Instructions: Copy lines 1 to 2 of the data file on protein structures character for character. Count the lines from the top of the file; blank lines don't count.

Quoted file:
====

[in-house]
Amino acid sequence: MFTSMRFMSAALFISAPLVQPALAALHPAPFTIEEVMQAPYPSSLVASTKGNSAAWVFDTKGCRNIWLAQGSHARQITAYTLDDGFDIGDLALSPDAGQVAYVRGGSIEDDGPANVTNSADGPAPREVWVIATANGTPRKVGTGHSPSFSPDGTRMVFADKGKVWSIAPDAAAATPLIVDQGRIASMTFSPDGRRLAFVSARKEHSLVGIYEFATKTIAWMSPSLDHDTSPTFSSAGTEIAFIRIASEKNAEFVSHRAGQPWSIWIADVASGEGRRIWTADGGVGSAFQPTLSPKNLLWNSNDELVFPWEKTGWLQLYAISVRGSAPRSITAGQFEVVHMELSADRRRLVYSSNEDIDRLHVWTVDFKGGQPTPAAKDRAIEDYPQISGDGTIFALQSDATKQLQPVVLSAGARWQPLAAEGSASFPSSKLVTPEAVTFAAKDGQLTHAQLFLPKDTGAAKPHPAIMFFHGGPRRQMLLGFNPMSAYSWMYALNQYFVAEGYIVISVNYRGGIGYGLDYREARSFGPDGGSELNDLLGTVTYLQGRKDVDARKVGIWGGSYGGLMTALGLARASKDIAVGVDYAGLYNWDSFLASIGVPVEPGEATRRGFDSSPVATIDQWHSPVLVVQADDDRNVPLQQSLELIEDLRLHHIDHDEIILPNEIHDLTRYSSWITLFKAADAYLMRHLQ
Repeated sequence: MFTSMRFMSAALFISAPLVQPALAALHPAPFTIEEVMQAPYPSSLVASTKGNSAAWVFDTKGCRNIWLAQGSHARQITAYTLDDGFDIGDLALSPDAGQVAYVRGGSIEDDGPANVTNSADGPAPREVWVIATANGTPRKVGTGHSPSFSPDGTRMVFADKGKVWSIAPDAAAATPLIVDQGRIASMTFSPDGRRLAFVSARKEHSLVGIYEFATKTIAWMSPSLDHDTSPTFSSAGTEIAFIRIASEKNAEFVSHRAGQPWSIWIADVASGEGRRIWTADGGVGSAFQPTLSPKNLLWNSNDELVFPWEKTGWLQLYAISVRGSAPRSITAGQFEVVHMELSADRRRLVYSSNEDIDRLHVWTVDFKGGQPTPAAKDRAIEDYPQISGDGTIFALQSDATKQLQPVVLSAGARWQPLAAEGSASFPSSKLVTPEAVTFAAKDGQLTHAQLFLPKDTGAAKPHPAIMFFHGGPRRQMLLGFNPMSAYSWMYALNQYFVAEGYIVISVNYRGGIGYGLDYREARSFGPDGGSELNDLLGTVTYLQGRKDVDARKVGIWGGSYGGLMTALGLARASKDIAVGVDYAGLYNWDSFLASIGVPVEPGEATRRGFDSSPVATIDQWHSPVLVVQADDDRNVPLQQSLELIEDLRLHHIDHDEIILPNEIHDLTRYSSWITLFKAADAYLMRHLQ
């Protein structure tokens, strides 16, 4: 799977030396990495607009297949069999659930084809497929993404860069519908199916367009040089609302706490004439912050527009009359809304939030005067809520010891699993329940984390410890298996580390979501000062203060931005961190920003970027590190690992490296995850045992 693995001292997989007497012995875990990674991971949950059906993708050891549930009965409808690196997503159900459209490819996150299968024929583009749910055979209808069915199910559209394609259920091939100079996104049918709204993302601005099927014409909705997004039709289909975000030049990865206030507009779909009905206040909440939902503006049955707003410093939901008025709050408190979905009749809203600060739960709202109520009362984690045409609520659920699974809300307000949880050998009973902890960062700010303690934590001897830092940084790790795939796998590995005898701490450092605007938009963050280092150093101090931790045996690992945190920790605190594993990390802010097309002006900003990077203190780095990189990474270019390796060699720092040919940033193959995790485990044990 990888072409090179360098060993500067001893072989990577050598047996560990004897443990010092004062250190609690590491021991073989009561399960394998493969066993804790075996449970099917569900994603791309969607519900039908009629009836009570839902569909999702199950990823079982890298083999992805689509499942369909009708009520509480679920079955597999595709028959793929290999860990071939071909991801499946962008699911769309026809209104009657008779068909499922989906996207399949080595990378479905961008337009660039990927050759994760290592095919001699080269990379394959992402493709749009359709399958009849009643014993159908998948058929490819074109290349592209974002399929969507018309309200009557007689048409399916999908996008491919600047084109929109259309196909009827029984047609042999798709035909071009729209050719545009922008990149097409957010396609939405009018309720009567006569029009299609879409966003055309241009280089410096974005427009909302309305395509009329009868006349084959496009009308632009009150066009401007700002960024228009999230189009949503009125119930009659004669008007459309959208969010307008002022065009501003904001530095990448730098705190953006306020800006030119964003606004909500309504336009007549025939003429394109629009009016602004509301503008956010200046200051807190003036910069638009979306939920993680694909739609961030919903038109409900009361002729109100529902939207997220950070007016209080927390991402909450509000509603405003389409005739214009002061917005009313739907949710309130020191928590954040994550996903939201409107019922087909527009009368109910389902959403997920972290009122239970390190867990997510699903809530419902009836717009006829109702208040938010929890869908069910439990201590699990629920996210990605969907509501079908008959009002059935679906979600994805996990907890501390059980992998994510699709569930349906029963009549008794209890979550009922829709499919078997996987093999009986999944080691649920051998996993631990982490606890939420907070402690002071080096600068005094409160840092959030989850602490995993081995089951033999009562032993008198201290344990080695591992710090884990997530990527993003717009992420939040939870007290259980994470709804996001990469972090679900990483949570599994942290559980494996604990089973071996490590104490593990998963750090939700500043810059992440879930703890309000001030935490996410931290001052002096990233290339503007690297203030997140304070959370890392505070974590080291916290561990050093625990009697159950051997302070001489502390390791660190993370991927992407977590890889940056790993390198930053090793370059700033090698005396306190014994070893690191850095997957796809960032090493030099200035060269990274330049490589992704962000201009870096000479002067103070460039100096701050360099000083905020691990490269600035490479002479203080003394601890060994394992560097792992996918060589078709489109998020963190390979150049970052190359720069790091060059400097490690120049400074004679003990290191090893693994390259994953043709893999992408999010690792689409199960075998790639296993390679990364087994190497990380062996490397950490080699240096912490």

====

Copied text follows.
[in-house]
Amino acid sequence: MFTSMRFMSAALFISAPLVQPALAALHPAPFTIEEVMQAPYPSSLVASTKGNSAAWVFDTKGCRNIWLAQGSHARQITAYTLDDGFDIGDLALSPDAGQVAYVRGGSIEDDGPANVTNSADGPAPREVWVIATANGTPRKVGTGHSPSFSPDGTRMVFADKGKVWSIAPDAAAATPLIVDQGRIASMTFSPDGRRLAFVSARKEHSLVGIYEFATKTIAWMSPSLDHDTSPTFSSAGTEIAFIRIASEKNAEFVSHRAGQPWSIWIADVASGEGRRIWTADGGVGSAFQPTLSPKNLLWNSNDELVFPWEKTGWLQLYAISVRGSAPRSITAGQFEVVHMELSADRRRLVYSSNEDIDRLHVWTVDFKGGQPTPAAKDRAIEDYPQISGDGTIFALQSDATKQLQPVVLSAGARWQPLAAEGSASFPSSKLVTPEAVTFAAKDGQLTHAQLFLPKDTGAAKPHPAIMFFHGGPRRQMLLGFNPMSAYSWMYALNQYFVAEGYIVISVNYRGGIGYGLDYREARSFGPDGGSELNDLLGTVTYLQGRKDVDARKVGIWGGSYGGLMTALGLARASKDIAVGVDYAGLYNWDSFLASIGVPVEPGEATRRGFDSSPVATIDQWHSPVLVVQADDDRNVPLQQSLELIEDLRLHHIDHDEIILPNEIHDLTRYSSWITLFKAADAYLMRHLQ